With long awaited rumors regarding when the ability to buy directly through the SERPs would arrive, on Wednesday, Google finally confirmed that the buy button has landed. Hallelujah!
Well, marketers actually have mixed feelings on whether or not this capability is beneficial for their e-commerce or local retails store fronts, but there’s no use in moping – it’s time to embrace and profit from this new functionality.
But, there’s a twist: the buy button is actually not called the buy button, but rather is being referred to as “Purchases on Google,” and is still in pilot mode for selected global retailers, so don’t jump the gun just yet.
So why buy from the SERPs? Is Google attempting to become a retailer and steal business from shopping brands? Deep breaths, not quite. The main reason Google has decided to release Purchases on Google is because we suck at converting mobile traffic. There’s too many barriers preventing people from buying on-the-go. Think about it, when you’re browsing for a new pair of shoes on the train, are you likely to visit a website, take out your credit card, and type in the information on a tiny screen with a stranger glaring over your shoulder? Probably not. You’re more likely to make the purchase on your laptop when you get home from work or maybe even directly in a store, perhaps with another retailer than the one you originally considered. In fact US retailers’ conversion rates are 2X higher on desktop compared to mobile, according to Google. “We’re working on new solutions to help retailers increase mobile engagement and sales,” says Google.
Are you warming up to the idea yet? Take a look at how this functionality will appear on the search engine results page:
As you can see, these ads will be tagged “Buy on Google.” When clicked on, the searcher will be taken to a retail-branded product page, hosted by Google, where they’re able to checkout with the click of a button. Retailers will fulfill the orders as normal and provide any customer service follow-up. The shopper will only have to enter payment credentials upon their first purchase, and going forward these will be saved to their account making the checkout process “seamless, simple, and secure.”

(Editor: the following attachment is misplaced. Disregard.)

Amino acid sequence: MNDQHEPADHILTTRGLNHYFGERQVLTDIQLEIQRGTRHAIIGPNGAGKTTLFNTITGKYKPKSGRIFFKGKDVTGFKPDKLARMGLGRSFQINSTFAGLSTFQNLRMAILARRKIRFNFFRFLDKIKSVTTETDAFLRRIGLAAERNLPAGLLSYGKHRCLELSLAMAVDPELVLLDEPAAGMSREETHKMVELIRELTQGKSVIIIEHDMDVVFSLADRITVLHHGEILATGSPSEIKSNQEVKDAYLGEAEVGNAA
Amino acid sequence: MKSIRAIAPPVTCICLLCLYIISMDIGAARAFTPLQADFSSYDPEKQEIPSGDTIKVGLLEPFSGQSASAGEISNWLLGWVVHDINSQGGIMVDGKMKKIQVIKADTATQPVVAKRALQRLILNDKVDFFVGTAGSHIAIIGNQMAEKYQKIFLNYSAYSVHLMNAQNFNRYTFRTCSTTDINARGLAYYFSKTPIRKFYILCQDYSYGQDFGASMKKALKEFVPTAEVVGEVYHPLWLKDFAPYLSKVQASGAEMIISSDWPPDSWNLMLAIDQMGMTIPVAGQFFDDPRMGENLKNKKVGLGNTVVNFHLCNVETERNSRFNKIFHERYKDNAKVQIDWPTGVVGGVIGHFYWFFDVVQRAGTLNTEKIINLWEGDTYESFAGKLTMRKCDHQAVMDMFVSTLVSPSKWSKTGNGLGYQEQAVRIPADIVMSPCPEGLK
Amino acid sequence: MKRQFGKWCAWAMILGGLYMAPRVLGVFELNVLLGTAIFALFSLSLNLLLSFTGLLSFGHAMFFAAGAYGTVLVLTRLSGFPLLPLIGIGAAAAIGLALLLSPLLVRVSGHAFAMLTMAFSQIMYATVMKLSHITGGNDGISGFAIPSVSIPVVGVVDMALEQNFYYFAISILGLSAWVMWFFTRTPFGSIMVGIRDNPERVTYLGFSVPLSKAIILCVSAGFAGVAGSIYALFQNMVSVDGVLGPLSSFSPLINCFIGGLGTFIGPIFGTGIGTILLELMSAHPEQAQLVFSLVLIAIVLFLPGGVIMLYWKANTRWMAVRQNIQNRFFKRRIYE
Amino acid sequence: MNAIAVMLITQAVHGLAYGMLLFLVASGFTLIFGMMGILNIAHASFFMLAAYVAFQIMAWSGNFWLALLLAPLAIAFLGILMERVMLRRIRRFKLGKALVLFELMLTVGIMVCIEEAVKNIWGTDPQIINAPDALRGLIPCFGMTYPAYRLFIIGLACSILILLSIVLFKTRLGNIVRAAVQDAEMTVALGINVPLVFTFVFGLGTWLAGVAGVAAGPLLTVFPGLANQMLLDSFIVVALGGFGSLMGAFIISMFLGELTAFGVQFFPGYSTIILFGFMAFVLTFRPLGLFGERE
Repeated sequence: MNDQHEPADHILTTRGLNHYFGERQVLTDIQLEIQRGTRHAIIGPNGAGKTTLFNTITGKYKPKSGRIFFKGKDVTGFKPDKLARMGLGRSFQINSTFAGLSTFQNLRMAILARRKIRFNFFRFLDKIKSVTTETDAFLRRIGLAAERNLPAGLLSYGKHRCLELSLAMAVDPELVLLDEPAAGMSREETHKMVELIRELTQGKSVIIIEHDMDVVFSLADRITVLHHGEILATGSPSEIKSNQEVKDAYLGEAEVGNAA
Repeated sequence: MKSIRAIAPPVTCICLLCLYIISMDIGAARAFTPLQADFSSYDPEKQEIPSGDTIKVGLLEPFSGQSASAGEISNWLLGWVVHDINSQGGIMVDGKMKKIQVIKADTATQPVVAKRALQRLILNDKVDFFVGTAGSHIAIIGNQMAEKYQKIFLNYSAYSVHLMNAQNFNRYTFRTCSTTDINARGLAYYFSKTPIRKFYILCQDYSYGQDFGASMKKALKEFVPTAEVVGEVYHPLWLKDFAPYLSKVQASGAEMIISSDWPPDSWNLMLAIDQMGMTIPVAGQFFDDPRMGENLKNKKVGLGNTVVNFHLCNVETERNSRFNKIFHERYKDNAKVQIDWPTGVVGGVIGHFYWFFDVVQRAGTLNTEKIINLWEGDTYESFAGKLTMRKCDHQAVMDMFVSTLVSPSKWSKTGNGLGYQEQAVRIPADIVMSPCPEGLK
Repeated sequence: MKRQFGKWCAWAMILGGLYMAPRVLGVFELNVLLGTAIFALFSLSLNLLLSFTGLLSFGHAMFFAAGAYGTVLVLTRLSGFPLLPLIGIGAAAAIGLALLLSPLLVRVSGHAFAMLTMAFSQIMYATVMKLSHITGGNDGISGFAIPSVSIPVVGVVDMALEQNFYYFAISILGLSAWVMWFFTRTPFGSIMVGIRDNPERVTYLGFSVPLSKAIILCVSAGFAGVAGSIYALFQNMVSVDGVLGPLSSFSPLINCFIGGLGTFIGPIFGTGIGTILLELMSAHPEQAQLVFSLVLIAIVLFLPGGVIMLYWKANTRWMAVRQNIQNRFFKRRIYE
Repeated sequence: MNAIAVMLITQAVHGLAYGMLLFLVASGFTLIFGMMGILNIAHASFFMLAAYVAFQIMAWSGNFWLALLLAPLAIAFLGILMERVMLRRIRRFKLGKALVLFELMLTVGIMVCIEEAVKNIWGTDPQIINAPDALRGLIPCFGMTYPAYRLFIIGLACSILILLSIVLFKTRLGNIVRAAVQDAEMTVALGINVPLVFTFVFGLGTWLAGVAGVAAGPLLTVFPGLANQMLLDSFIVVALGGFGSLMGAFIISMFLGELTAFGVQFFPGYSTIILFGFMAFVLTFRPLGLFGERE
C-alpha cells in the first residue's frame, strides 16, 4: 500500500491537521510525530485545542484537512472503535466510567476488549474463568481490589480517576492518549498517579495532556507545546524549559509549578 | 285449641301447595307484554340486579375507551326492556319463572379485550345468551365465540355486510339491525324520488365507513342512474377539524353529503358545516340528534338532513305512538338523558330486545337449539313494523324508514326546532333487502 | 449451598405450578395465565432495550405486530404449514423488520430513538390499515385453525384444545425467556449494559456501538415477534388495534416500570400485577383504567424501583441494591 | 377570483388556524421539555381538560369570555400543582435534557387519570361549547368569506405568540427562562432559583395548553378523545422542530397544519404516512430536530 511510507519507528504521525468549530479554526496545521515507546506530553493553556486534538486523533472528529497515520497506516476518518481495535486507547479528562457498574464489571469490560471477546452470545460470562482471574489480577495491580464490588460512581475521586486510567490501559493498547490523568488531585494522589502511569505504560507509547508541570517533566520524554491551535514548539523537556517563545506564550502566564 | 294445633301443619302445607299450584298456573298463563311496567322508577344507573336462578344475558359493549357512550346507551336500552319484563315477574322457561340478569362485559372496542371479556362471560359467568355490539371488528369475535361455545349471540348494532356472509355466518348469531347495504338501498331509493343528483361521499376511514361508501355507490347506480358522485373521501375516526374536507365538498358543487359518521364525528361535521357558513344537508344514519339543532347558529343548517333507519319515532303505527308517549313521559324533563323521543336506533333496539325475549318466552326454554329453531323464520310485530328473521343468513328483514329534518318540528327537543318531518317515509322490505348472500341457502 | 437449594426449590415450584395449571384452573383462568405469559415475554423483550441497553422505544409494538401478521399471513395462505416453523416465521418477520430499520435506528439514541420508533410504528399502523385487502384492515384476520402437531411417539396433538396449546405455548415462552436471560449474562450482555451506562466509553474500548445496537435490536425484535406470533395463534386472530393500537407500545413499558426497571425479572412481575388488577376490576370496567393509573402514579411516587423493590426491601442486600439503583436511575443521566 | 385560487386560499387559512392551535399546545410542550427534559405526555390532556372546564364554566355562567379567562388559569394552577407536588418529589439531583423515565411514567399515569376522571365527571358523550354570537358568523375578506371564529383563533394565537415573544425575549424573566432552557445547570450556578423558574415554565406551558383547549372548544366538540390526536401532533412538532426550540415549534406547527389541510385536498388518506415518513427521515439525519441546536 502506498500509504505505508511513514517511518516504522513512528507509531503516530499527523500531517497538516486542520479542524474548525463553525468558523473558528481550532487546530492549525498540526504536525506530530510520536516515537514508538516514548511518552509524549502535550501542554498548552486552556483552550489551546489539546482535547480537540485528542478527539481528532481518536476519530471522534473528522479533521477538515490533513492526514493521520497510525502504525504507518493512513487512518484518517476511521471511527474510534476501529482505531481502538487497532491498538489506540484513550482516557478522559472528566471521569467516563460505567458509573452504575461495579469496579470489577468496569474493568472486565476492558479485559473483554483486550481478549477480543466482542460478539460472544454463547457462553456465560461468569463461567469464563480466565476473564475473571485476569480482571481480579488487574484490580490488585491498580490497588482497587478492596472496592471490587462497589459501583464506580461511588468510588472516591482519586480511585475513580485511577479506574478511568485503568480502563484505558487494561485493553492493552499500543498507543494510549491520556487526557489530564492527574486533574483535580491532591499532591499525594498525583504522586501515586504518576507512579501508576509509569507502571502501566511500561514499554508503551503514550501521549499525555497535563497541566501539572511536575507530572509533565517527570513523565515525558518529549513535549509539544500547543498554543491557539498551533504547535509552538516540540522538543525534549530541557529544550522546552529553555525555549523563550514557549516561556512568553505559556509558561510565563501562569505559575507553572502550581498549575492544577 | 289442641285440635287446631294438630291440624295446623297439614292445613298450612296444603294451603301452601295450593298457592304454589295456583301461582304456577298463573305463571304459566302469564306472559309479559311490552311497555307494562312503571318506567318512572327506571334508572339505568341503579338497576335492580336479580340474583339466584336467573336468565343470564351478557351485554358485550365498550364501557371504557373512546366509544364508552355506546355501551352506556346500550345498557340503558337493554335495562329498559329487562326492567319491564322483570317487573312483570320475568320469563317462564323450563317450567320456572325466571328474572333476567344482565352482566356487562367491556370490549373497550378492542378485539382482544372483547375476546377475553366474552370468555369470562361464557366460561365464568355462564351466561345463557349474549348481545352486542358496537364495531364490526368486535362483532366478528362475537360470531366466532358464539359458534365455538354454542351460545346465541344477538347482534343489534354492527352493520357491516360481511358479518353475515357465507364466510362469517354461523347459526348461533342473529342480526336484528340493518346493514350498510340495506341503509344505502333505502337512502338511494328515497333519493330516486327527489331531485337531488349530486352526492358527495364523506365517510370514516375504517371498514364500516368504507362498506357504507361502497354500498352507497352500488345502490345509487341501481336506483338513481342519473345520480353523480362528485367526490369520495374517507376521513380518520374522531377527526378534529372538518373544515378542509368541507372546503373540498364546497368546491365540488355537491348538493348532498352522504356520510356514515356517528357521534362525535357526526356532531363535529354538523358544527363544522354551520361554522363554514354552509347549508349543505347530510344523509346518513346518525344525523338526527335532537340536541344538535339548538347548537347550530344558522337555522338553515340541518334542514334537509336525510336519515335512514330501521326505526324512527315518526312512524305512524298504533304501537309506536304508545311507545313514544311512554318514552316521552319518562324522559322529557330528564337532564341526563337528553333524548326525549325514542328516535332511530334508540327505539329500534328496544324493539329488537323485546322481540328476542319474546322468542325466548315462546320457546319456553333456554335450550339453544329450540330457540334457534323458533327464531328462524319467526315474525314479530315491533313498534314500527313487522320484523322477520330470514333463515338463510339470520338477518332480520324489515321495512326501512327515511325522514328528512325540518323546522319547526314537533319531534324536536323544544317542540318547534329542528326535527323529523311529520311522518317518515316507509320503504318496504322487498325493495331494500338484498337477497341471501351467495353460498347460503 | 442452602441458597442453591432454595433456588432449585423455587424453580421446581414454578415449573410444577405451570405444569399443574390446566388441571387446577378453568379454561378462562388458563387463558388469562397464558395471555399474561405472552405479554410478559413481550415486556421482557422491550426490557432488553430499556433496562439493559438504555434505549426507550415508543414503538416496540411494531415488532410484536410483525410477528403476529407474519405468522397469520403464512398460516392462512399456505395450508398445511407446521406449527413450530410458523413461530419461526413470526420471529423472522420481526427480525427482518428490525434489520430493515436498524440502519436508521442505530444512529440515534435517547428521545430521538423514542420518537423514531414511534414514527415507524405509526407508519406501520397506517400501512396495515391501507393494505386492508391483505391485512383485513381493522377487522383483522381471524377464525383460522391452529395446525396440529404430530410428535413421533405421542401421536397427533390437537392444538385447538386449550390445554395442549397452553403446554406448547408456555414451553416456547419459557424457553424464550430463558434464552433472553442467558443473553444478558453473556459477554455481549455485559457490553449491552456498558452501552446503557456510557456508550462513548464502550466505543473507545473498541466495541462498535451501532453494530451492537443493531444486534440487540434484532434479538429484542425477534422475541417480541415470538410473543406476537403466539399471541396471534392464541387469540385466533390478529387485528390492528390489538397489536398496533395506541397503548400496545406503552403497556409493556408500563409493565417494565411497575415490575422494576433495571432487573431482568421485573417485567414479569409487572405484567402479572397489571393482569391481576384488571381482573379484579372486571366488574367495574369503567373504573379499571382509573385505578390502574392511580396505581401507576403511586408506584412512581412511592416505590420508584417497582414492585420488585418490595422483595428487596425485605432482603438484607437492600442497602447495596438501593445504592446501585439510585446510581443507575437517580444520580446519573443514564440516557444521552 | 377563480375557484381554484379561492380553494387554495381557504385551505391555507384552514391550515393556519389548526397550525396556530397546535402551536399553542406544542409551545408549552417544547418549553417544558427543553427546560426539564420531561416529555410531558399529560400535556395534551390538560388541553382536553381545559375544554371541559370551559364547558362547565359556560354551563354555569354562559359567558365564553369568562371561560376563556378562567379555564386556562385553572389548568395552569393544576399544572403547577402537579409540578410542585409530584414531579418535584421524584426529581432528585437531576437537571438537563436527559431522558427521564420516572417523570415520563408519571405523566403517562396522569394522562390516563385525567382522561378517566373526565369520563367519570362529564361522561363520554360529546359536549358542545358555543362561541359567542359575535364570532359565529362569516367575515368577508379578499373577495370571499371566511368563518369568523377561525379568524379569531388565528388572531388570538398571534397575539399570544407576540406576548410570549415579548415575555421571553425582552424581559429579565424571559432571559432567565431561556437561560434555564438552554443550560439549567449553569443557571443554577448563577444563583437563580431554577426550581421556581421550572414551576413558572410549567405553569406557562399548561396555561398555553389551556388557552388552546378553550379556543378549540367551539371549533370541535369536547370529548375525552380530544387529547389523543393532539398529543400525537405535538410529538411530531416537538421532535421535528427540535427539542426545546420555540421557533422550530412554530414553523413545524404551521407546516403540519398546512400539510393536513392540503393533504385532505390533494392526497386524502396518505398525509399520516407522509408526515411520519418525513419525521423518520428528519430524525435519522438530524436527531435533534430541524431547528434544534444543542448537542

Google is also encouraging shoppers to use shopping apps through deep links, which drive shoppers right to their apps as opposed to their website. EBay, Flipkart and Zalando are now testing this functionality. “This is a tremendous new opportunity for retailers and app developers to drive engagement with their shopping apps, and we’ll be expanding it to more advertisers in the coming months,” says Google.
Aside from the new purchase functionality Google announced several new mobile ad updates for retailers including the following:
Since Google has found that on mobile swiping is big (shocker!), with 1 in 5 people swiping to interact with shopping ads, they’ve released new functionality where the ad is made slightly larger as you swipe. This larger view reveals additional information about the product such as ratings, availability, etc.
More and more people are speaking into their phones to make purchasing decisions while on-the-go. You and I both know that product reviews are important. We check reviews before going to a new restaurant, purchasing our next beach read, and buying a new outfit to make sure the fit is right. Google’s started rolling out ads with authoritative rankings and product reviews for these conversational searches, and they’ve already seen a click-through-rate increase of 11% with these new formats. Google is also showing product review cards to provide additional product ratings and tidbits of information to better inform the purchasing decision.
How discouraging is it when you search for an item online, go to the storefront to purchase, and it’s out of stock? No shopper enjoys this experience, and Google gets that! In the past few months Google has promised us time and time again that they’d be focusing on these micro-moments, and with this “I-want-to-go” mobile ad update they’re doing just that.
The new Google Now in-store card will appear when a shopper is in close proximity to a store where the item they’re looking for is available. These cards will show useful information like sales, closing hours, loyalty cards, and price drop information, for instance if a product has recently dropped significantly in price.
What are your thoughts on these new mobile shopping experiences? Do you think they will grow or harm your sales?
Margot is a content marketing specialist at WordStream and nutrition graduate student at Framingham State. She loves all things digital, learning about nutrition, running, traveling, and cooking.
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